Damages: The Complete Second Season
Rated: Not Rated
Length: 559 minutes
Aspect Ratio: 1.78:1 anamorphic widescreen
Languages: English Dolby Digital 5.1
You’re a lawyer. Lies come with the territory. – Patty Hewes
The first season of the FX television series Damages was both a critical and a commercial success. The series garnered three Emmy Awards and received a total of seven Emmy nominations. It did well enough in the ratings that FX renewed it for two additional seasons (the third season is scheduled to debut on FX later this month). Season Two, which is now available on DVD, also received seven Emmy nominations and won one. Two of the Emmy Awards for Damages have gone to Glenn Close (for Outstanding Lead Actress in a Drama Series), who stars as the high-powered civil litigator Patty Hewes. She is assisted by her protégée, Ellen Parsons (Rose Byrne), who was hired by Patty straight out of law school. Ellen immediately went to work assisting Patty in her class action lawsuit against wealthy businessman Arthur Frobisher (Ted Danson).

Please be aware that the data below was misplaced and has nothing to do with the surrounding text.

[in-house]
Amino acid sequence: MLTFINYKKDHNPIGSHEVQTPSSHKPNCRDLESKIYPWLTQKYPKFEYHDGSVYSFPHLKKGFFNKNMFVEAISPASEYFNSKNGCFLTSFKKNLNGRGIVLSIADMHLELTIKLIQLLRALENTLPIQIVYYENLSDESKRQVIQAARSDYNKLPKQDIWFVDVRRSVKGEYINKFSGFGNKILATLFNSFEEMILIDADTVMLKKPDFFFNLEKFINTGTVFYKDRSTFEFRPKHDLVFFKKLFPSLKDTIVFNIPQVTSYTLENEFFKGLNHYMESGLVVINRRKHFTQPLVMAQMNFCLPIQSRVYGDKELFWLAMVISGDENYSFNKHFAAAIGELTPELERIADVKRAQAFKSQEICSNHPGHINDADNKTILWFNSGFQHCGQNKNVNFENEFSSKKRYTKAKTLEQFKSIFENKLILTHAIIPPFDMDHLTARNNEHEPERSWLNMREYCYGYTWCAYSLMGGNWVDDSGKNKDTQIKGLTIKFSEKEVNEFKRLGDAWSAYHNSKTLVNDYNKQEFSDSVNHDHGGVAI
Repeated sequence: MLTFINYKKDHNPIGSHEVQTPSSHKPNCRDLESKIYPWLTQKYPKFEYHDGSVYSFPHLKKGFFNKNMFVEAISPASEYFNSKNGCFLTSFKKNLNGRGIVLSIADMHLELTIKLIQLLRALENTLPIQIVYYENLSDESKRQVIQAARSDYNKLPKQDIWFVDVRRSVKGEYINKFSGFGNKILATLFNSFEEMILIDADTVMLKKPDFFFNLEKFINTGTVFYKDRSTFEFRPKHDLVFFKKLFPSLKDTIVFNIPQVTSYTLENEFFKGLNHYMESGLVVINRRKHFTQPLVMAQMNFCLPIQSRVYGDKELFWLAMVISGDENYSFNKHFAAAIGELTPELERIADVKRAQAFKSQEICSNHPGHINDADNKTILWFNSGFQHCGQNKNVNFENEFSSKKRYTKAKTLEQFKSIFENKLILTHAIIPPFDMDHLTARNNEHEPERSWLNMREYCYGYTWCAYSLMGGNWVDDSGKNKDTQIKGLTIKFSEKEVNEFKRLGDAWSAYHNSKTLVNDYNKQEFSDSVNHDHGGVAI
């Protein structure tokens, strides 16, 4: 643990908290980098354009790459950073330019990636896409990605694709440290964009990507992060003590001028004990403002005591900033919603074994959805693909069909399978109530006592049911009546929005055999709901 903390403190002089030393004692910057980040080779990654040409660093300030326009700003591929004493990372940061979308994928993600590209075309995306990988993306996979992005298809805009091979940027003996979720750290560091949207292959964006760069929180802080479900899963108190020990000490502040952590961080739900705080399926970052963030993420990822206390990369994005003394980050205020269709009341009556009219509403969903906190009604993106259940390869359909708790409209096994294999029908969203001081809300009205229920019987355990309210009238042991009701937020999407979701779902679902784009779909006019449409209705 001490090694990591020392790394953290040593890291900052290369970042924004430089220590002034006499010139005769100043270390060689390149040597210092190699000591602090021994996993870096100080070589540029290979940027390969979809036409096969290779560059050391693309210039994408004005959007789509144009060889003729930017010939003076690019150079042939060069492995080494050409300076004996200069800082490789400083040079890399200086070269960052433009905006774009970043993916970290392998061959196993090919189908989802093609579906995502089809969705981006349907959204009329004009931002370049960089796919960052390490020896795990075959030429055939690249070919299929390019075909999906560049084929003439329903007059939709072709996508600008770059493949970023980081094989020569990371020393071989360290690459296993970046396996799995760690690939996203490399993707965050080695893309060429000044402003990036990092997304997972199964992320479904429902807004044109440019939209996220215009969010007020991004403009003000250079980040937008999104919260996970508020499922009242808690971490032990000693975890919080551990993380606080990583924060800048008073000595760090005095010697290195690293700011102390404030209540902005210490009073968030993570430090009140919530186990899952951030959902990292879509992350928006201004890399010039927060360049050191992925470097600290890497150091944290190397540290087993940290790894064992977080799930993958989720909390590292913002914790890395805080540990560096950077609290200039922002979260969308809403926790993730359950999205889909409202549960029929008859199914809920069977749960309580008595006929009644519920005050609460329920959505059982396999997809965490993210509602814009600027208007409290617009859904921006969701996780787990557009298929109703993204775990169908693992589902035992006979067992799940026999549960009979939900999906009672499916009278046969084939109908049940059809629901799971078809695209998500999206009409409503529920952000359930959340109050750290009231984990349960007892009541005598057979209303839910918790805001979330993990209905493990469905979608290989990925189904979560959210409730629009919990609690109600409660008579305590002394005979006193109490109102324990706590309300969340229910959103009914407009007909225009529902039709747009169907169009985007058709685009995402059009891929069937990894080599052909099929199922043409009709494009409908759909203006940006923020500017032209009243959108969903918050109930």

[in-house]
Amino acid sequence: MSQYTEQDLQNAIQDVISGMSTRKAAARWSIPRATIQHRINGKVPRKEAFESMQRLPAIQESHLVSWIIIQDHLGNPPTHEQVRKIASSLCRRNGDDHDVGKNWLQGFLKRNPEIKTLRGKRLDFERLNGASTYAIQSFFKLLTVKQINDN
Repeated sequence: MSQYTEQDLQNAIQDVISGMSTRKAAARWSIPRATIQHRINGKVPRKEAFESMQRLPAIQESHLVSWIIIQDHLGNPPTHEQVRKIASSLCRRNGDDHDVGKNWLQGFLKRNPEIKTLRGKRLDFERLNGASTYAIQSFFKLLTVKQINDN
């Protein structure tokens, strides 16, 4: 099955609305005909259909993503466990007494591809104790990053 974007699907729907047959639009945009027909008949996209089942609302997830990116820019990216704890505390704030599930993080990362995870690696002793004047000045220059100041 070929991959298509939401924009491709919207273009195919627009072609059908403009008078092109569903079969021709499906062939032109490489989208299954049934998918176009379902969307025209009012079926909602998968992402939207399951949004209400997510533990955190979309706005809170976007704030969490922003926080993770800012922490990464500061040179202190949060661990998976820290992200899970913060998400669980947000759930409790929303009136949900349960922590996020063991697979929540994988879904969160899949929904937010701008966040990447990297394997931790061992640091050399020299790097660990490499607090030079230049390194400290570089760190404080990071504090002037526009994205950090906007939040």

Frobisher allegedly persuaded his employees to invest their 401(k) funds in company stock, which temporarily pushed up the price of the shares. At the same time, Frobisher sold a substantial number of his own shares in the company, making millions in profit for him. The price of Frobisher stock then plummeted and thousands of employees saw their 401(k) plans wiped out. Federal prosecutors unsuccessfully tried to convict Frobisher on criminal charges of insider trading, but Patty was not dissuaded by that development. She believed that she could win her case if only she could prove that Frobisher had been tipped off that damaging news about an SEC investigation into his company was going to be made public.